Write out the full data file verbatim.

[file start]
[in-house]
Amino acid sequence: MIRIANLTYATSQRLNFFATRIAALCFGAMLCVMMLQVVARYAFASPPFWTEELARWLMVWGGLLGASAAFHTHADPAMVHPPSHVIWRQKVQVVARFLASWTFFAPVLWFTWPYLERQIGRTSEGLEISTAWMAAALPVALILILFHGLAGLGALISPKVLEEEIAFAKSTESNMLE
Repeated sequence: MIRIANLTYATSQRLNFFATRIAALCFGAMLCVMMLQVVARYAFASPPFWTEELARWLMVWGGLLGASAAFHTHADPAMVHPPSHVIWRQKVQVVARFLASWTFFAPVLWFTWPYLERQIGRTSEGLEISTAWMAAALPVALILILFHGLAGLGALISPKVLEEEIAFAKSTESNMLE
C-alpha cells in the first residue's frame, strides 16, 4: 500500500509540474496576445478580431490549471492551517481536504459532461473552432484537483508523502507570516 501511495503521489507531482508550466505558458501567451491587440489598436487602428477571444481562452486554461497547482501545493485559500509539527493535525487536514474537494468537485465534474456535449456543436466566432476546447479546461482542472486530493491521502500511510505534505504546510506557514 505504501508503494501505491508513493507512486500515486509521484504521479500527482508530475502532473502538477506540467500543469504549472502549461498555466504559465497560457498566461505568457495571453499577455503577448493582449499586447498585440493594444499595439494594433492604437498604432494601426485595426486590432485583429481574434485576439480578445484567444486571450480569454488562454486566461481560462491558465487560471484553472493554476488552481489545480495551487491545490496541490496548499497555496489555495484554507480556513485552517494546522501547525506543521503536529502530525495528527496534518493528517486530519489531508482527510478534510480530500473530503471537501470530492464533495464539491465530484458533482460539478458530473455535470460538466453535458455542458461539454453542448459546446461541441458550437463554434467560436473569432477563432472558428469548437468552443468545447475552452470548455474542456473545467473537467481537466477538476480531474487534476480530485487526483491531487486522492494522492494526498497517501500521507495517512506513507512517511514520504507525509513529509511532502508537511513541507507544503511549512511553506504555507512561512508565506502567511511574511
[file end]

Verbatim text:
[in-house]
Amino acid sequence: MIRIANLTYATSQRLNFFATRIAALCFGAMLCVMMLQVVARYAFASPPFWTEELARWLMVWGGLLGASAAFHTHADPAMVHPPSHVIWRQKVQVVARFLASWTFFAPVLWFTWPYLERQIGRTSEGLEISTAWMAAALPVALILILFHGLAGLGALISPKVLEEEIAFAKSTESNMLE
Repeated sequence: MIRIANLTYATSQRLNFFATRIAALCFGAMLCVMMLQVVARYAFASPPFWTEELARWLMVWGGLLGASAAFHTHADPAMVHPPSHVIWRQKVQVVARFLASWTFFAPVLWFTWPYLERQIGRTSEGLEISTAWMAAALPVALILILFHGLAGLGALISPKVLEEEIAFAKSTESNMLE
C-alpha cells in the first residue's frame, strides 16, 4: 500500500509540474496576445478580431490549471492551517481536504459532461473552432484537483508523502507570516 501511495503521489507531482508550466505558458501567451491587440489598436487602428477571444481562452486554461497547482501545493485559500509539527493535525487536514474537494468537485465534474456535449456543436466566432476546447479546461482542472486530493491521502500511510505534505504546510506557514 505504501508503494501505491508513493507512486500515486509521484504521479500527482508530475502532473502538477506540467500543469504549472502549461498555466504559465497560457498566461505568457495571453499577455503577448493582449499586447498585440493594444499595439494594433492604437498604432494601426485595426486590432485583429481574434485576439480578445484567444486571450480569454488562454486566461481560462491558465487560471484553472493554476488552481489545480495551487491545490496541490496548499497555496489555495484554507480556513485552517494546522501547525506543521503536529502530525495528527496534518493528517486530519489531508482527510478534510480530500473530503471537501470530492464533495464539491465530484458533482460539478458530473455535470460538466453535458455542458461539454453542448459546446461541441458550437463554434467560436473569432477563432472558428469548437468552443468545447475552452470548455474542456473545467473537467481537466477538476480531474487534476480530485487526483491531487486522492494522492494526498497517501500521507495517512506513507512517511514520504507525509513529509511532502508537511513541507507544503511549512511553506504555507512561512508565506502567511511574511